The Master said, "The men of former times in the matters of ceremonies and music were rustics, it is said, while the men of these latter times, in ceremonies and music, are accomplished gentlemen.
"If I have occasion to use those things, I follow the men of former times."
The Master said, "Of those who were with me in Ch'an and Ts'ai, there are none
to be found to enter my door."
Chi K'ang asked which of the disciples loved to learn.
Confucius replied to him, "There was Yen Hui; he loved to learn.
Unfortunately his appointed time was short, and he died. Now there is no
one who loves to learn, as he did."
The disciple Min was standing by his side, looking bland
and precise; Tsze-lu, looking bold and soldierly; Zan Yu and Tsze-kung,
with a free and straightforward manner. The Master was pleased.
The Master was put in fear in K'wang and Yen Yuan fell behind. The Master, on
his rejoining him, said, "I thought you had died." Hui replied, "While you were
alive, how should I presume to die?"
Chi Tsze-zan asked whether Chung Yu and Zan Ch'iu could be called great ministers.
The Master said, "I thought you would ask about some extraordinary individuals, and you only ask about Yu and Ch'iu!
"What is called a great minister, is one who serves his prince according to what is right, and when he finds he cannot do so, retires.
"Now, as to Yu and Ch'iu, they may be called ordinary ministers." Tsze-zan said, "Then they will always follow their chief;-win they?" The Master said, "In an act of parricide or regicide, they would not
Tsze-lu got Tsze-kao appointed governor of Pi. The Master said, "You are injuring a man's son." Tsze-lu said, "There are, there, common people and officers; there
are the altars of the spirits of the land and grain. Why must one read books before he can be considered to have learned?"
The Master said, "It is on this account that I hate your glib-tongued people."
Tsze-lu, Tsang Hsi, Zan Yu, and Kunghsi Hwa were sitting by the Master.
He said to them, "Though I am a day or so older than you, do not think of that.
"From day to day you are saying, 'We are not known.' If some ruler were to know you, what would you like to do?"
Tsze-lu hastily and lightly replied, "Suppose the case of a state of ten thousand chariots; let it be straitened between other large cities; let it be suffering from invading armies; and to this let there be added a famine in corn and in all vegetables:-if I were intrusted with the government of it, in three years' time I could make the people to be bold, and to recognize the rules of righteous conduct." The Master smiled at him.
Turning to Yen Yu, he said, "Ch'iu, what are your wishes?" Ch'iu replied, "Suppose a state of sixty or seventy li square, or one of fifty or sixty, and let me have the government of it;-in three years' time, I could make plenty to abound among the people. As to teaching them the principles of propriety, and music, I must wait for the rise of a superior man to do that."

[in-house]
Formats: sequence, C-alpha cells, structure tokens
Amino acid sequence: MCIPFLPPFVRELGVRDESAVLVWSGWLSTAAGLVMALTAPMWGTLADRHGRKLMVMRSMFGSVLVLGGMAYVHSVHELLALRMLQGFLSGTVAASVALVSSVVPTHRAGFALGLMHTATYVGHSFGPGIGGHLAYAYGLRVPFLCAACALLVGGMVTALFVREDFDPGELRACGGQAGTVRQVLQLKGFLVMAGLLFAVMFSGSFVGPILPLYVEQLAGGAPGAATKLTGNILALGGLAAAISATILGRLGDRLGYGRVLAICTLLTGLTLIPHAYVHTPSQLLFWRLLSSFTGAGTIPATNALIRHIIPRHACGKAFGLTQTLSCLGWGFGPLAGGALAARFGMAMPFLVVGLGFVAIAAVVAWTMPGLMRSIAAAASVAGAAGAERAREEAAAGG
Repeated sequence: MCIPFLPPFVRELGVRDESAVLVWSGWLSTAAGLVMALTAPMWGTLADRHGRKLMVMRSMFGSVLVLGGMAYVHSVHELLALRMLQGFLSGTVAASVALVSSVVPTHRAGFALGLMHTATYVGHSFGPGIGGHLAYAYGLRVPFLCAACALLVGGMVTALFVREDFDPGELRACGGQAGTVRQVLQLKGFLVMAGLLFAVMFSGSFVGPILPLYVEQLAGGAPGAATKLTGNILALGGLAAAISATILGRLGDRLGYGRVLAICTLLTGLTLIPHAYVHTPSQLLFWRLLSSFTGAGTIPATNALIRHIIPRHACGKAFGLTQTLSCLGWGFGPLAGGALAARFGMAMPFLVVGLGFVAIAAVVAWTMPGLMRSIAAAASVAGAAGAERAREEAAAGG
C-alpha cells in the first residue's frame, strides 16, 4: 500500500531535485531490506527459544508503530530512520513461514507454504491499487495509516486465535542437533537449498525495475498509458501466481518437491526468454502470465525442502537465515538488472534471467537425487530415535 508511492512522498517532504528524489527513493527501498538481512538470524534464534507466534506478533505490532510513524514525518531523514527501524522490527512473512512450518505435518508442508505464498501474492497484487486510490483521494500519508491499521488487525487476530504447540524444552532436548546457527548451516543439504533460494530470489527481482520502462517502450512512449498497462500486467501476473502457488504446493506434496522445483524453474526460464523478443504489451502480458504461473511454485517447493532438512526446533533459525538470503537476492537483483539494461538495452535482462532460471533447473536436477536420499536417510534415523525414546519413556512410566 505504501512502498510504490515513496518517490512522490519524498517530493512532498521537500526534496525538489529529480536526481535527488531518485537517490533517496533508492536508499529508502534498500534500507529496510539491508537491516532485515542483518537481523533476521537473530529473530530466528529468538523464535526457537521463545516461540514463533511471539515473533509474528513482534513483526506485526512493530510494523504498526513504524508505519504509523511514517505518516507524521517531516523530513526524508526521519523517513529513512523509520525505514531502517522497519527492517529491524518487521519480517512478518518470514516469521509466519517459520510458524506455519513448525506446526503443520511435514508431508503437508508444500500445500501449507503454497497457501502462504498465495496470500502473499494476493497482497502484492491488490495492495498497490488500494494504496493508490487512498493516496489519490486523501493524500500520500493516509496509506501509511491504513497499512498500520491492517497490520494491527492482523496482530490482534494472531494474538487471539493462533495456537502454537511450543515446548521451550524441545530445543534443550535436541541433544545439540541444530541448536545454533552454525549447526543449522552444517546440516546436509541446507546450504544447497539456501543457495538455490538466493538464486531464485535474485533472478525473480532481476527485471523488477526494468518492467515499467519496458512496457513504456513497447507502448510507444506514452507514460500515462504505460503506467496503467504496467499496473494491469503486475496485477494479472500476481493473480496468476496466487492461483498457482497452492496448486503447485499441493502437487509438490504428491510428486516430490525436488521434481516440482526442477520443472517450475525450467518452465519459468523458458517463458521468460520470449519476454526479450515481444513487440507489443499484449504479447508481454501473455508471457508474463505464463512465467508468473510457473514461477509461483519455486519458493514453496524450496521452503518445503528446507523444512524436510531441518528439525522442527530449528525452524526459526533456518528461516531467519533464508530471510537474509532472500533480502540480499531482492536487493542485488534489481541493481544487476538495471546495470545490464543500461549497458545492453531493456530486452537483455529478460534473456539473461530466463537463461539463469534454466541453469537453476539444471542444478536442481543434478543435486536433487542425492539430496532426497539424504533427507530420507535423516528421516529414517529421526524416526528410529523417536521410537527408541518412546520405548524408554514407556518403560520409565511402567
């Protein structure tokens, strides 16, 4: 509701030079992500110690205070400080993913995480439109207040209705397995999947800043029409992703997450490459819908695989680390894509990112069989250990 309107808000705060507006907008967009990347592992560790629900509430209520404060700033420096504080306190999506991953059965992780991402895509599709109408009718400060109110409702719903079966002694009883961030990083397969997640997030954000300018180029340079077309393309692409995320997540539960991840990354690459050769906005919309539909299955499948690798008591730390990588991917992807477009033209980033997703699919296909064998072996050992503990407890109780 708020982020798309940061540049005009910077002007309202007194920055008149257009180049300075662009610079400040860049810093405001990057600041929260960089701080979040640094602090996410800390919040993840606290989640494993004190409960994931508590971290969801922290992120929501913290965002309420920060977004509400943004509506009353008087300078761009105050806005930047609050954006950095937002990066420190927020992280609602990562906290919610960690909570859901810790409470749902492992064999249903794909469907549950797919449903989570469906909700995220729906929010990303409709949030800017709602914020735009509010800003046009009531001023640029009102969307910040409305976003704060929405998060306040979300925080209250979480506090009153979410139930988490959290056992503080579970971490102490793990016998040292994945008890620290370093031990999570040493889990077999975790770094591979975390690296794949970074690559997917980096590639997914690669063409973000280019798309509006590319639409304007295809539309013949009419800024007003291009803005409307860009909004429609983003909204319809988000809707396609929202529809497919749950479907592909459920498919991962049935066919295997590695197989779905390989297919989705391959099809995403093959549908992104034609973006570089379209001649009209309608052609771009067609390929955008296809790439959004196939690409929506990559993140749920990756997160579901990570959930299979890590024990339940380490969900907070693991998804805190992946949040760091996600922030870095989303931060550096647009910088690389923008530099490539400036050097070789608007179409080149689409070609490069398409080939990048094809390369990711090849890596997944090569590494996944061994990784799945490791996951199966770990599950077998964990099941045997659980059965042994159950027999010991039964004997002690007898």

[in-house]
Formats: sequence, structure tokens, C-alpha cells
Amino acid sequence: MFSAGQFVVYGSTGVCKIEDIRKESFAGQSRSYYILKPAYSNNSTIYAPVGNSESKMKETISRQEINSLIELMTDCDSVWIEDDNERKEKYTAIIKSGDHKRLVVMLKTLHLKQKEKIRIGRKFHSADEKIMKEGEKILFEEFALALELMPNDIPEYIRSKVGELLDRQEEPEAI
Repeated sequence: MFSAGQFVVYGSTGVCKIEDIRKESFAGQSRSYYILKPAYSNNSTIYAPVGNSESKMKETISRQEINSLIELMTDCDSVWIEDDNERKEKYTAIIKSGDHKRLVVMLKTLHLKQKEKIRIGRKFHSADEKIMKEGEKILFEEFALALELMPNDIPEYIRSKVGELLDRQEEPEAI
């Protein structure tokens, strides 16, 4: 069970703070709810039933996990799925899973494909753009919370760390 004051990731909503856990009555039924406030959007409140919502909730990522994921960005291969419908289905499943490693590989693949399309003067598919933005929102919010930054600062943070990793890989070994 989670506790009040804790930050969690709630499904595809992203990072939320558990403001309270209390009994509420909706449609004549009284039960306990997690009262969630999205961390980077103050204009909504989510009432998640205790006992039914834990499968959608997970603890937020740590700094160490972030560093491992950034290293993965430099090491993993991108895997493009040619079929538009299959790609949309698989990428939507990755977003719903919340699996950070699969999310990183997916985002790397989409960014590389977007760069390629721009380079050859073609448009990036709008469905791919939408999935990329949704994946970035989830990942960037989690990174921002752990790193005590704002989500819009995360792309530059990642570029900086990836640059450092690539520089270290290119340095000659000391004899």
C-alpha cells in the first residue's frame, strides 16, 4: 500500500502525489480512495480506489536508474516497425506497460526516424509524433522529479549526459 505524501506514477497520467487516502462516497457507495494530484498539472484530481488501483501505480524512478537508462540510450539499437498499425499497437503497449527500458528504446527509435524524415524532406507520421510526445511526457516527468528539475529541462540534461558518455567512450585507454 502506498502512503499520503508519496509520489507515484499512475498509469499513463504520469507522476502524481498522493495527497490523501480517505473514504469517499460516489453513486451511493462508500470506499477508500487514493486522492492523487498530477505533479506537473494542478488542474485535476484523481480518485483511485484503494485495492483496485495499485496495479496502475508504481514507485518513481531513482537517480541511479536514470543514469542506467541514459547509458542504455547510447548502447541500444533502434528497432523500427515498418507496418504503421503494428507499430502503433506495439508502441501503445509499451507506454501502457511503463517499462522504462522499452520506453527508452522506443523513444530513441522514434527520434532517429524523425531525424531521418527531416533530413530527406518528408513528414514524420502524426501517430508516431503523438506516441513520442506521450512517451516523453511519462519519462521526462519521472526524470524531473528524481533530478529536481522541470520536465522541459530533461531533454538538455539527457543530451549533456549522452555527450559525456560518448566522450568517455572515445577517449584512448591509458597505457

"What are your wishes, Ch'ih," said the Master next to Kung-hsi Hwa. Ch'ih replied, "I do not say that my ability extends to these things, but I should wish to learn them. At the services of the ancestral temple, and at the audiences of the princes with the sovereign, I should like, dressed in the dark square-made robe and the black linen cap, to act as a small assistant."
Last of all, the Master asked Tsang Hsi, "Tien, what are your wishes?" Tien, pausing as he was playing on his lute, while it was yet twanging, laid the instrument aside, and "My wishes," he said, "are different from the cherished purposes of these three gentlemen." "What harm is there in that?" said the Master; "do you also, as well as they, speak out your wishes." Tien then said, "In this, the last month of spring, with the dress of the season all complete, along with five or six young men who have assumed the cap, and six or seven boys, I would wash in the I, enjoy the breeze among the rain altars, and return home singing." The Master heaved a sigh and said, "I give my approval to Tien."
The three others having gone out, Tsang Hsi remained behind, and said, "What do you think of the words of these three friends?" The Master replied, "They simply told each one his wishes."
Hsi pursued, "Master, why did you smile at Yu?" He was answered, "The management of a state demands the rules of
propriety. His words were not humble; therefore I smiled at him."
Hsi again said, "But was it not a state which Ch'iu proposed for himself?" The reply was, "Yes; did you ever see a territory of sixty or seventy li or one of fifty or sixty, which was not a state?"
Once more, Hsi inquired, "And was it not a state which Ch'ih proposed for himself?" The Master again replied, "Yes; who but princes have to do with ancestral temples, and with audiences but the sovereign? If Ch'ih were to be a small assistant in these services, who could be a great one?